heart failure

A new drug combination appears to reduce the toll of heart failure by almost one-fifth. Some caveats warrant attention, but for such a common, lethal condition, this therapy may change the standard of care if confirmed.
A commonly-used heart drug, digoxin, has never passed a controlled-study test to see if it s both safe and effective for patients with atrial fibrillation. A large VA retrospective analysis shows that it may be even riskier than suspected: maybe time for it to go.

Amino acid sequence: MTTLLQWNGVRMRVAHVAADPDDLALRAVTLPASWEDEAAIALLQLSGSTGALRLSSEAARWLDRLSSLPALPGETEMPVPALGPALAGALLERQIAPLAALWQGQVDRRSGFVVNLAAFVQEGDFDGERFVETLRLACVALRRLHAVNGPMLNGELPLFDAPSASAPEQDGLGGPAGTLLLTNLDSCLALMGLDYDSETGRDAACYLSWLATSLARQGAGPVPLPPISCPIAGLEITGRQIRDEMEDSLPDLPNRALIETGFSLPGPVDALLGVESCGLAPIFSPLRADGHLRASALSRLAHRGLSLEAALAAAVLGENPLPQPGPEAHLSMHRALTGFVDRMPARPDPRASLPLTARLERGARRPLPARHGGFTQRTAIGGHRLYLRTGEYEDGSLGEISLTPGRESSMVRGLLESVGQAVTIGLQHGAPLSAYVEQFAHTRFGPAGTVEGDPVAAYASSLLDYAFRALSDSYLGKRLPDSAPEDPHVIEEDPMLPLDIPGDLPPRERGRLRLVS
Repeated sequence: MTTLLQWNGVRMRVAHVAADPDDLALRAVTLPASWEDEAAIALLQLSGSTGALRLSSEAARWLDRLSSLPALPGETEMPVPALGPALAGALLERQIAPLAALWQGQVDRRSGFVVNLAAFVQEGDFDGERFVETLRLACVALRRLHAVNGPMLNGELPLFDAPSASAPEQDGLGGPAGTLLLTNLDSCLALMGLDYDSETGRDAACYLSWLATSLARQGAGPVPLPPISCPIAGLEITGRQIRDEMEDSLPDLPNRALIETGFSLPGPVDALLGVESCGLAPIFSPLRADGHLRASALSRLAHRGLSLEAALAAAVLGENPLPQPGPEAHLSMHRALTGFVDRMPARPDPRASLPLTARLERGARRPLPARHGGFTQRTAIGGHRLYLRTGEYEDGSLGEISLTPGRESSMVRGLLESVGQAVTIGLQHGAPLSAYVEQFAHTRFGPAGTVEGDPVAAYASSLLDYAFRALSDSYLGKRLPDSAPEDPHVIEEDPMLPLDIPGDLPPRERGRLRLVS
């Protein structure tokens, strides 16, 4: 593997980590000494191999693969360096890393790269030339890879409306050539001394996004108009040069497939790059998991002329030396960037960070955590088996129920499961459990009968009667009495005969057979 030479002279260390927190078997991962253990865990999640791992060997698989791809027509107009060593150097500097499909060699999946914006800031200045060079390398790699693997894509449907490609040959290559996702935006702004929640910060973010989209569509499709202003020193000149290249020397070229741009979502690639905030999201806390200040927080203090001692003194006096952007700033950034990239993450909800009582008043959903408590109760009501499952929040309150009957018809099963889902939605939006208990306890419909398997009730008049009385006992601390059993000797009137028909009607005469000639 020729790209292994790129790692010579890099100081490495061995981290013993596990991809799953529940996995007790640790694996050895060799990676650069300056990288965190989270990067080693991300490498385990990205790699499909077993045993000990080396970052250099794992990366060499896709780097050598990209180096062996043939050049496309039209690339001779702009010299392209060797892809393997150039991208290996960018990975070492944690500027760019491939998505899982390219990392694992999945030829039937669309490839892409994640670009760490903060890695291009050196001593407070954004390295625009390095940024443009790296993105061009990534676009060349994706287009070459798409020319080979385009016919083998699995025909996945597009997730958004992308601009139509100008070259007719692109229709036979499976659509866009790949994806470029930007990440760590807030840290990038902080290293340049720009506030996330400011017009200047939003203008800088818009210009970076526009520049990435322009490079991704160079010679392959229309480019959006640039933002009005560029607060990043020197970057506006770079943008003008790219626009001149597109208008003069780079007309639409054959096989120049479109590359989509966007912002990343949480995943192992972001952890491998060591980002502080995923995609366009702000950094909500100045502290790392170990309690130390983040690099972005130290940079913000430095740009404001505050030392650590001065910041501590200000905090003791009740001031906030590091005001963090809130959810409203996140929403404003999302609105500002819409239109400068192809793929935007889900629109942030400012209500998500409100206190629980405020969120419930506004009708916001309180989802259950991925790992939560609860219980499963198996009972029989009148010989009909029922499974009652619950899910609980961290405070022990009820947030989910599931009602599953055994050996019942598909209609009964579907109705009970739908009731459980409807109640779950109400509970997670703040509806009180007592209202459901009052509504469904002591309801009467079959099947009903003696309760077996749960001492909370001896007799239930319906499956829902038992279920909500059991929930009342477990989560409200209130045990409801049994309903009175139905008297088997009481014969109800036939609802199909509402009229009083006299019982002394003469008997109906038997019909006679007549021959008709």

Monitoring blood pressure at home is more reliable than occasionally checking in at the doctor s office and it saves both time and money, and helps prevent disastrous cardiovascular events.
Heart failure affects about six million Americans. This may at least partially explain why the media has been so quick to seize the opportunity to link heart failure with processed meat consumption.
Digoxin, a drug derived from the foxglove plant, is one of the oldest and most widely used treatments for a variety of cardiac conditions. For example, it can regularize the heartbeat in many who have atrial fibrillation and it can strengthen the heart beat for those with heart failure. A new study published in the journal Circulation, however, suggests that its use for adults with heart failure should be reevaluated.